Contemporary emphasis upon competition and organizational renewal places leadership skills in high demand, not only among the top levels of management in large corporations-both public and private-but also in small businesses where innovation and a highly motivated workforce are essential to success. The role of general education in promoting leadership skills across vocational programs is crucial. Following is an inventory of leadership qualities which can be enhanced through a well-designed general education program and which can, in turn, enhance individual achievement upon graduation.
First, there is the need for the integrity to base decisions on sound moral principles and the gumption to act on them. Economic restraint and the heightened public scepticism about both government and business practice have moved “the discussion of ethics onto centre stage in the 1990s” (McIntyre, 1991, p.32).
Second, and possibly as a result of a higher demand for ethical behaviour, the issue of quality has gained unprecedented importance in our society. Relating personal standards to professional standards promotes “living the quality message” and believing that “anything can be made better, that beauty is universally achievable-in the collection of garbage … in the raising of chickens and the making of potato chips … in the design of a retail store or a piece of software or the bypass air intake mechanism of a jet engine.” (Peters and Austin, 1985, pp.98-99)
Third, excellent leaders appreciate quality and encourage it in others. Roueche and Baker found that, while leaders have high expectations of themselves and others, they are also extremely supportive of people, possess warm interpersonal skills and motivate others by nurturing self-respect. As one executive put it: “I attempt to build self-respect in people by precisely and intentionally reinforcing their assets and by never criticizing their personhood-only, and then rarely, their work.” (Roueche and Baker, 1987, p.137)
Fourth, nurturing promotes improvement but it must sometimes be supported by the courage to be firm. Political scientist James MacGregor Burns (1978) coined the term “transactional leadership” to capture the process of “building coalitions … altering agendas … building a loyal team at the top that speaks with one voice … listening carefully … frequently speaking with encouragement … reinforcing words with believable action … being tough when necessary, and (risking the) occasional use of naked power.” (Peters & Waterman, 1982, p.82)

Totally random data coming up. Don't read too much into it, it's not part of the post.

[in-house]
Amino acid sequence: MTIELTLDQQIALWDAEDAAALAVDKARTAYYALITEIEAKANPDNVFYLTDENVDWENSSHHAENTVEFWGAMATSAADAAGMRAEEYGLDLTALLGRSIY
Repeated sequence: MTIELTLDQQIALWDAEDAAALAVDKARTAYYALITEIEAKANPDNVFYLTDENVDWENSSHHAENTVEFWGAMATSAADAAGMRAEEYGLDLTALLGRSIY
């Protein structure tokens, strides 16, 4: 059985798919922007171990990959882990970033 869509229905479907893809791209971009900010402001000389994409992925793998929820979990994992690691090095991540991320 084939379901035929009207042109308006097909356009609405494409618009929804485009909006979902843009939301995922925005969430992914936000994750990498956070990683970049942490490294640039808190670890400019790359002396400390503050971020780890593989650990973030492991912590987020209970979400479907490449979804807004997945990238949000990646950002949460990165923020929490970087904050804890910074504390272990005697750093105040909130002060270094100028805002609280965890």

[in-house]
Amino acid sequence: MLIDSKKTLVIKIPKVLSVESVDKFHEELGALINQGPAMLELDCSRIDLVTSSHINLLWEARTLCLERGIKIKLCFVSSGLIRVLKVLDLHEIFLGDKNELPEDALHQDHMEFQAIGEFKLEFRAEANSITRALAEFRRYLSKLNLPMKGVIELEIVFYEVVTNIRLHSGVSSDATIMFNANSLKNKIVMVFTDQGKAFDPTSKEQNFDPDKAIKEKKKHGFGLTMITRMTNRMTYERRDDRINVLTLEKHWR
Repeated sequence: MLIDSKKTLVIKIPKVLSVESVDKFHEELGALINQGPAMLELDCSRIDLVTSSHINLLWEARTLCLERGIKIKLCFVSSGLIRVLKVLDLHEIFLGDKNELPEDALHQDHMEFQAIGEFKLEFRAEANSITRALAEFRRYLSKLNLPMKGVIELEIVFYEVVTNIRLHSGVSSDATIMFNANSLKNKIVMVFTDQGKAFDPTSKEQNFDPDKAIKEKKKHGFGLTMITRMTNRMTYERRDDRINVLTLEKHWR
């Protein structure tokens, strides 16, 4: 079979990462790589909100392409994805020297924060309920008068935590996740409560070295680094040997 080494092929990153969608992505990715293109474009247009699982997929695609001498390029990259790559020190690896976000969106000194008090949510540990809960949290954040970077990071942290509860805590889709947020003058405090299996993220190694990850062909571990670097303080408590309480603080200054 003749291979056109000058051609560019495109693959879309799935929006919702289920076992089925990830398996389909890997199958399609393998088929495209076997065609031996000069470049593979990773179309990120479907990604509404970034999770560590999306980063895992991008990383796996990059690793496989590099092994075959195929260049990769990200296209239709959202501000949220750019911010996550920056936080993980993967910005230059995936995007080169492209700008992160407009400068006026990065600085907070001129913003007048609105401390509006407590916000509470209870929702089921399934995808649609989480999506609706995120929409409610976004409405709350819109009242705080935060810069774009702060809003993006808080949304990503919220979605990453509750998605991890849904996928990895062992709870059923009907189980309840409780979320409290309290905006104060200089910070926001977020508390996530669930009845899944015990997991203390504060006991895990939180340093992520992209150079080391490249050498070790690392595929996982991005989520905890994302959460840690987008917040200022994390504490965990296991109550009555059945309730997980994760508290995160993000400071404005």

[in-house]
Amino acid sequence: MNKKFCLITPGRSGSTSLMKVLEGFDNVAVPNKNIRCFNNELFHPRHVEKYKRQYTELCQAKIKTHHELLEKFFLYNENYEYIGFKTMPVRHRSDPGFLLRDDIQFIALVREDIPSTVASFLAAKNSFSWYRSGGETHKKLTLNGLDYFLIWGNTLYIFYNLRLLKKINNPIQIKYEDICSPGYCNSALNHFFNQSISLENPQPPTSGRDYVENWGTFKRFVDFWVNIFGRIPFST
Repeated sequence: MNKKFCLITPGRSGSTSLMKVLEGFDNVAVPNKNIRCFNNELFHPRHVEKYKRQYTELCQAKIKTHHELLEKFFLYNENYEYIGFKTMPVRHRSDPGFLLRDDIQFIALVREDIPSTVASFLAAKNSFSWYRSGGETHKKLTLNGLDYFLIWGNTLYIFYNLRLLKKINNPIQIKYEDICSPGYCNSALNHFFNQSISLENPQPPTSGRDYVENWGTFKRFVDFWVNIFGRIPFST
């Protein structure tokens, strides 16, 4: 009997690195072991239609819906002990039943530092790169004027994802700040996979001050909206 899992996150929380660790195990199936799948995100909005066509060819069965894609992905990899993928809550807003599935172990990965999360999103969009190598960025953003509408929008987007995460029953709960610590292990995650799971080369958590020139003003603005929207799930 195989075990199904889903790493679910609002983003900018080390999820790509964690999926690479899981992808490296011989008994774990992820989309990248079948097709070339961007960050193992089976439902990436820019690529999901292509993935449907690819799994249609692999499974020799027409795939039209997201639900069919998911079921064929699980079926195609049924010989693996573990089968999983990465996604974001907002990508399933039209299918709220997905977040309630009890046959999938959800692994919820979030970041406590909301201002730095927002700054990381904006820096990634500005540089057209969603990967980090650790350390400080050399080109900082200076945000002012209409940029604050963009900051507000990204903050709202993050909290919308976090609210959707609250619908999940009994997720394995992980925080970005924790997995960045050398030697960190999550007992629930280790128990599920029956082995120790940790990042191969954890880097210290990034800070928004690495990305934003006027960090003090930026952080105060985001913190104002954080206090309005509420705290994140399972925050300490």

Fifth, improvement must not be merely quantitative. Burns (1978) also identified the “transforming” leader, which Peters and Waterman (1982, pp. 82-83) describe as having a much tougher job than the transactional leader. Transforming leadership, they say, “builds on man's need for meaning,” it “creates institutional purpose.” So, the transforming leader becomes “the true artist, the true pathfinder … both calling forth and exemplifying the urge for transcendence that unites us all.” Transforming leaders are concerned with elevating their followers to the very values upon which rest the classics of general education, the contemplation of truth.
Sixth, leaders must sometimes be the champions of the apparently irrational. Leaders must recognize that the marginal idea of today may be the triumphant innovation of tomorrow and must be prepared to support the enthusiasm of those whose imaginations are at the root of entrepreneurship. True, most new ideas do not work out. So why, asked D.W. Ewing (1977, p.74) should this so-called champion “get so enthusiastic about innovative ideas which yield only a ten percent success rate?” The answer: “‘Lovers and madmen,’ Shakespeare wrote, 'have such seething brains, such shaping fantasies, that apprehend more than cool reason ever comprehends.'” The exceptional administrator is the one with enough vision to see the talent of the innovator and enough cool reason to comprehend how that talent might take advantage of or even create future trends.
Finally, and perhaps most importantly, today's leader must understand and be committed to the empowerment of others. Our team-oriented workplaces and an emerging democratic definition of leadership require what Amitai Etzioni called increasingly “humble decision making.” Leaders, he continues, must “proceed with only partial information, which, moreover, they have had no time to fully process or analyze” in a world wherein “half the choices you make every day are, in theory, impossibly complex.” (Etzioni, 1989, pp. 122-123). By empowering others, leaders necessarily foster rather than limit autonomy, encourage rather than contain self-expression, and draw all members of their organizations to make rather than avoid a personal commitment to such an inspiring vision of greatness that it beckons the members to make it a reality.
Burns, J. (1978). Leadership. (New York: Harper & Row).
Etzioni, A. (1989). Humble Decision Making, Harvard Review (July - August), pp. 122-126.
Ewing, D., (1977) Discovering Your Problem-Solving Style, Psychology Today, pp. 69-74.
McIntyre, J. (1991). The Good, The Bad, and The Ethical, in NACUBO, Vol. 25, No. 5, Washington, D.C.: The National Association of College Business Officers.
Peters, T., & Austin, N. (1985). A Passion for Excellence: The Leadership Difference. New York: Random House.
Peters, T., & Waterman R. (1982). In Search of Excellence: Lessons from America's Best-Run Companies. (New York: Harper & Row.
Roueche, J. & Baker, G. (1987). Access and Excellence (Washington, D.C.: American Association of Community Colleges.
Lucy D'Arcangelo teaches at the George Brown College in Toronto.